The prepared script for the Gettysburg battlefield bus tour was all about soldiers, generals and cannons. Over the years, tour guide Eileen Conklin found many of the women visiting the Pennsylvania battlefield were clearly bored.
Conklin wondered if she could find material that they could identify with, so she began researching women's lives during the war. The material was harder to find than she expected, but eventually she rounded up one documented case of a woman who had fought at Gettysburg and other cases of women who had worked within the regiments.
"Those wives in the back seat really came alive when I talked about women soldiers," she said of the tours she gave in the early 1980s. "It meant that they, too, had a history."
Along the way, Conklin built a satisfying--but not lucrative--career.
"Once I started the research, I couldn't stop," Conklin said. "There was the woman in Confederate uniform who died in Pickett's charge. They discovered her in the body count. Then there were the laundresses who traveled with the companies. There were women who were spies and those who were nurses."
Since those tours, Conklin has written two books about women who were involved in the war, and this weekend she is co-chairing a conference in Winchester, Va., on the subject. Along with the field of women's studies in general, the subject has expanded dramatically over the years. She and others are challenging the popular images of women as either angels of the battlefield tending the wounded or loyal wives grouped around the home hearth sewing stripes on flags.
Her just-published book, "Exile to Sweet Dixie," tells the story of Euthemia Goldsborough, who nursed Confederate POWs after the battles of Sharpsburg, Md., and Gettysburg and who was active in the rebel underground in Baltimore. Eventually arrested for smuggling mail, medicine and clothing to the South, she was exiled to Richmond.
"She was quite a lady," Conklin said. "In her papers were poems and letters written to her by Confederate soldiers. She ended up marrying a vet and moving to Summit Point, West Virginia."
Even the women who lived less adventurous lives weren't just passively waiting at home, she said. They ran the farm, kept the store open and protected their families from marauding soldiers, often recording their ordeals in letters and diaries.
The third annual conference of Women and the Civil War began yesterday with a series of workshops at Shenandoah University on researching women's history, interpreting photographs and understanding copyright law. Today and tomorrow, 11 historians will speak on subjects including the response of black women to a changing society, Jewish women in wartime Richmond and prostitutes who traveled with the armies.
Conference speaker Daniel J. Hoisington, whose Minnesota publishing company Edinborough Press specializes in memoirs by Civil War women, said there is an audience for books on civilians.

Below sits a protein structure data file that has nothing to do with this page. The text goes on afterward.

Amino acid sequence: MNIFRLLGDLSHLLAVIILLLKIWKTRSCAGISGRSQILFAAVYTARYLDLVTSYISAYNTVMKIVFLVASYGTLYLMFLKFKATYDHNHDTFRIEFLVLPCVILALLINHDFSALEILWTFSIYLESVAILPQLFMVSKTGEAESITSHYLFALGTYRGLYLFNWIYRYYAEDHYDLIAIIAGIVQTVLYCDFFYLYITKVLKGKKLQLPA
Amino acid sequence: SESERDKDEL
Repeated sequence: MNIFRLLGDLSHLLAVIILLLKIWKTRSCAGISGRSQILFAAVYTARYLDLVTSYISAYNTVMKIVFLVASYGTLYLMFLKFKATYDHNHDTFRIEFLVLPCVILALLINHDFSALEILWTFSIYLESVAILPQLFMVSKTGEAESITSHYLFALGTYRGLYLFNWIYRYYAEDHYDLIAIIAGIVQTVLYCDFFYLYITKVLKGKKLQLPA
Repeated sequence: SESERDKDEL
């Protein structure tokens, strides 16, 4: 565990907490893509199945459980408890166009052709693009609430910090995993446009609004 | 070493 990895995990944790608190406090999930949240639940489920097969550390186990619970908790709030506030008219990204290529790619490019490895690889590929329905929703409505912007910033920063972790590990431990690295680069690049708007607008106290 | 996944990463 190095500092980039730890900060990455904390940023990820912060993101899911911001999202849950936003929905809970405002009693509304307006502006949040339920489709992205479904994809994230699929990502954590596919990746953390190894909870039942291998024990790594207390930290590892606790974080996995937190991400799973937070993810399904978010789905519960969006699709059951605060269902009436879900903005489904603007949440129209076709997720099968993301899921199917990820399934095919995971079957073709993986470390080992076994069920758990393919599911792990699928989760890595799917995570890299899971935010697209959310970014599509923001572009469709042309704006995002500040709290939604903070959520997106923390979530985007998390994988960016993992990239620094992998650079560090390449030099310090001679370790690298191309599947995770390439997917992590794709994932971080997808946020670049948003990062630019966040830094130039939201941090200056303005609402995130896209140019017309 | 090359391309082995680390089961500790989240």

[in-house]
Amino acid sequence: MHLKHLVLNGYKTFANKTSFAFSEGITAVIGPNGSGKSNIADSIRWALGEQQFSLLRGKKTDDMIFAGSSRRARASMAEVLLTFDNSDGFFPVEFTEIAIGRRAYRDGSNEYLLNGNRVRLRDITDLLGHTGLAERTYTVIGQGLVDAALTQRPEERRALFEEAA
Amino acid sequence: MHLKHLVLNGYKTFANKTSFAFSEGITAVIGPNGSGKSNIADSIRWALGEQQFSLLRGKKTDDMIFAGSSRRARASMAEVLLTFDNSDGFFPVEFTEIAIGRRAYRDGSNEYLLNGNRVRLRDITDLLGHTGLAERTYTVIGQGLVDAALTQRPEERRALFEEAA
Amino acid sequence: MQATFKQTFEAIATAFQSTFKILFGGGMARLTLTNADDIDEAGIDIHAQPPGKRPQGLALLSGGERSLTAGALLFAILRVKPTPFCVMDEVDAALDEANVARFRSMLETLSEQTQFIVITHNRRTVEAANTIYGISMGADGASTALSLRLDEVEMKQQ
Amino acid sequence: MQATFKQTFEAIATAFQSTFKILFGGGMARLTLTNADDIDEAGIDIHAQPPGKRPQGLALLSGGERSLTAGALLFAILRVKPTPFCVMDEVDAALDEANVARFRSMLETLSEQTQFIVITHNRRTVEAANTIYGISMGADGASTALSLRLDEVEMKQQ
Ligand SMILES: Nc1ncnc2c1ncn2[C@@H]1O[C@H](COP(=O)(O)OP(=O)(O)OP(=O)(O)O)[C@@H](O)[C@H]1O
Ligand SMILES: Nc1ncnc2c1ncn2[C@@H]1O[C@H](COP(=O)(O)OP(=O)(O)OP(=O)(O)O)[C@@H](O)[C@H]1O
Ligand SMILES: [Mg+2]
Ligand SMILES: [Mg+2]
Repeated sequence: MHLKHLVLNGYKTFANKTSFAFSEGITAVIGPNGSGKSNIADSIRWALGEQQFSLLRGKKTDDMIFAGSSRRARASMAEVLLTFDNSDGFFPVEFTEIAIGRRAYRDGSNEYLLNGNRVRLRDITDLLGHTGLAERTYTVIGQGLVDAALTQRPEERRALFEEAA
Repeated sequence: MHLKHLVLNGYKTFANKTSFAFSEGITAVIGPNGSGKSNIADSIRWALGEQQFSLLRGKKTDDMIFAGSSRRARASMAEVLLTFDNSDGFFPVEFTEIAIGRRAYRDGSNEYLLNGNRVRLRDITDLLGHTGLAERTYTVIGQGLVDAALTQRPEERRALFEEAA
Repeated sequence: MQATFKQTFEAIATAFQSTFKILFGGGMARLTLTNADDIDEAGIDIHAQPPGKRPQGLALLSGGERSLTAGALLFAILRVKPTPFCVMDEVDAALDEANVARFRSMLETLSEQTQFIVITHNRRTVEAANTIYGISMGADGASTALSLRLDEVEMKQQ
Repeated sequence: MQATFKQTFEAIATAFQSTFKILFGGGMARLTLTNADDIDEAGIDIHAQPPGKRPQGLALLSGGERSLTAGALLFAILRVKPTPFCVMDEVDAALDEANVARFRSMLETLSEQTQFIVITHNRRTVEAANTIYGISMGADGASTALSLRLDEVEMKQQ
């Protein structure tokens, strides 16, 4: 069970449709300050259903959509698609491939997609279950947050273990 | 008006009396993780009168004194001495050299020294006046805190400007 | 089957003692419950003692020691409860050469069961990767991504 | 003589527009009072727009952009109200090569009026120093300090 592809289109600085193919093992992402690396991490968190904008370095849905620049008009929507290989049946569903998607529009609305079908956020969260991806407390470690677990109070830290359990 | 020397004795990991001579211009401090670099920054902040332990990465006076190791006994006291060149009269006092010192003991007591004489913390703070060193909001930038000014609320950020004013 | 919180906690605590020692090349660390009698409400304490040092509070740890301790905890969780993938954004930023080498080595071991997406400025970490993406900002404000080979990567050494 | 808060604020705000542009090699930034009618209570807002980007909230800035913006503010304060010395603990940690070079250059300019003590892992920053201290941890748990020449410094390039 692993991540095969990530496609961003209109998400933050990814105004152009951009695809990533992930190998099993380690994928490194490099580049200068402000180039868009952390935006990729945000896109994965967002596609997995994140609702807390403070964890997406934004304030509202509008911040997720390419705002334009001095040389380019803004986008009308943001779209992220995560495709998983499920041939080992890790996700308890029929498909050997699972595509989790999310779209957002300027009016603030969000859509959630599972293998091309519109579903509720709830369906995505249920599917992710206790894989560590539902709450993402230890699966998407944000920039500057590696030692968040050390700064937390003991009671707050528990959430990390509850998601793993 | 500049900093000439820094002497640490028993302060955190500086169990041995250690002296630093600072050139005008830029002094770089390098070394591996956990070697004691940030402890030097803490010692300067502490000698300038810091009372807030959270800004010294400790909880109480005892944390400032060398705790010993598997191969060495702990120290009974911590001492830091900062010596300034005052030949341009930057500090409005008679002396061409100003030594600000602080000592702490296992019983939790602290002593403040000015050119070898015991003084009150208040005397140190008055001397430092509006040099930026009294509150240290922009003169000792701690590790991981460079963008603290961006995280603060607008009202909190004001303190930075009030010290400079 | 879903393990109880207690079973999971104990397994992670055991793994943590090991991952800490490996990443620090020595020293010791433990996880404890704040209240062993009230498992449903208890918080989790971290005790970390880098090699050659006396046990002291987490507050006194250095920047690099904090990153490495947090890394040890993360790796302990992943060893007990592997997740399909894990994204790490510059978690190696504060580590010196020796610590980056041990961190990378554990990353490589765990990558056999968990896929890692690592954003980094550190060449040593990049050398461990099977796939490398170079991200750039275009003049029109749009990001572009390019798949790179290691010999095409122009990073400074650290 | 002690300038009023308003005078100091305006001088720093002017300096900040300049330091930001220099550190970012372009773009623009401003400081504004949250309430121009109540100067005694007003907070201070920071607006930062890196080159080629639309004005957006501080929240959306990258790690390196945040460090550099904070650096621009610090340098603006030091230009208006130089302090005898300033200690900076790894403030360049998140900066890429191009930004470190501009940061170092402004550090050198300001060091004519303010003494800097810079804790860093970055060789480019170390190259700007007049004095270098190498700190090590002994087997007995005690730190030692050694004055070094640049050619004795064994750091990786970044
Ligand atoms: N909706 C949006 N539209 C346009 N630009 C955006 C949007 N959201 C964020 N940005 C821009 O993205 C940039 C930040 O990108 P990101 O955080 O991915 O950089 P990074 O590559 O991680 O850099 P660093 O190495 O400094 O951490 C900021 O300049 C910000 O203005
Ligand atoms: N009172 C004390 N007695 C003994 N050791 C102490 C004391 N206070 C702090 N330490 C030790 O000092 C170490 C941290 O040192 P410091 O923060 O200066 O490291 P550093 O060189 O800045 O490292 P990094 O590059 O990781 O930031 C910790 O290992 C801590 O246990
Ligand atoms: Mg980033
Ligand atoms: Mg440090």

"There must be a hundred books on the third day of the battle of Gettysburg," he said. "The battles and the generals have all been intensely debated. Until this conference started, there was a tendency to say women were involved and that was enough. All that has changed."
Hoisington will speak about women and the Christian Commission. He said that after the war, women used the volunteer group, which took religion to the troops, as a means to step out of their traditional roles as housewives.
Conklin and others have found that at least 200 women wore either gray or blue uniforms and fought in the war. They signed up under assumed names for a number of reasons: to be close to their soldier husbands, out of patriotism or because of a love of adventure.
Detroit engineer Bill Christen is scheduled to speak at the conference about his near-obsession with finding the real Miss Major Pauline Cushman. Intrigued by a contemporary biography of the actress who became a Union spy, he spent nine years researching her history.
She was a beautiful actress, but as a spy she was a disaster, Christen said. Her first assignment was to infiltrate the ranks of Confederate Gen. Braxton Bragg, who was camped in Nashville. While she was there, Confederate forces caught her with drawings of the fortifications. Later, she told the story that she was court-martialed, was left tied to a tree when the Confederates made a hasty escape and was then rescued from certain death by Union troops.
Christen hasn't found any trace of court-martial papers, but he did find news stories about P.T. Barnum hiring Cushman to appear in a major's uniform and tell her heroic story. Thereafter, she used the rank of major as part of her name.
"She traveled the East Coast and the Midwest talking about her life as a spy, and when she wore those people out, she went out west to appear there," he said.
The Union veterans in San Francisco gave Cushman a lavish funeral in 1893, and she was buried in the officers' circle at the National Cemetery at the Presidio. Her stone gives her name and the epitaph "Union Spy."
"She spent her life deceiving herself and others," Christen said, "but in death, she finally got the recognition she sought."
Christen, who has sold the movie rights to his unfinished book on Cushman, said his research is more proof that women of the 1860s could and did defy Victorian conventions. "She was more of a 20th-century woman," he said.
Conklin said more than 100 people have paid $245 for the conference. Last year, they had 60 people attend.
"I am constantly amazed at how many people are doing research on women in the war," she said. "We put out a call for papers this year and got 30 responses. We had an agonizing time trying to select 11. We're already getting inquiries for next year."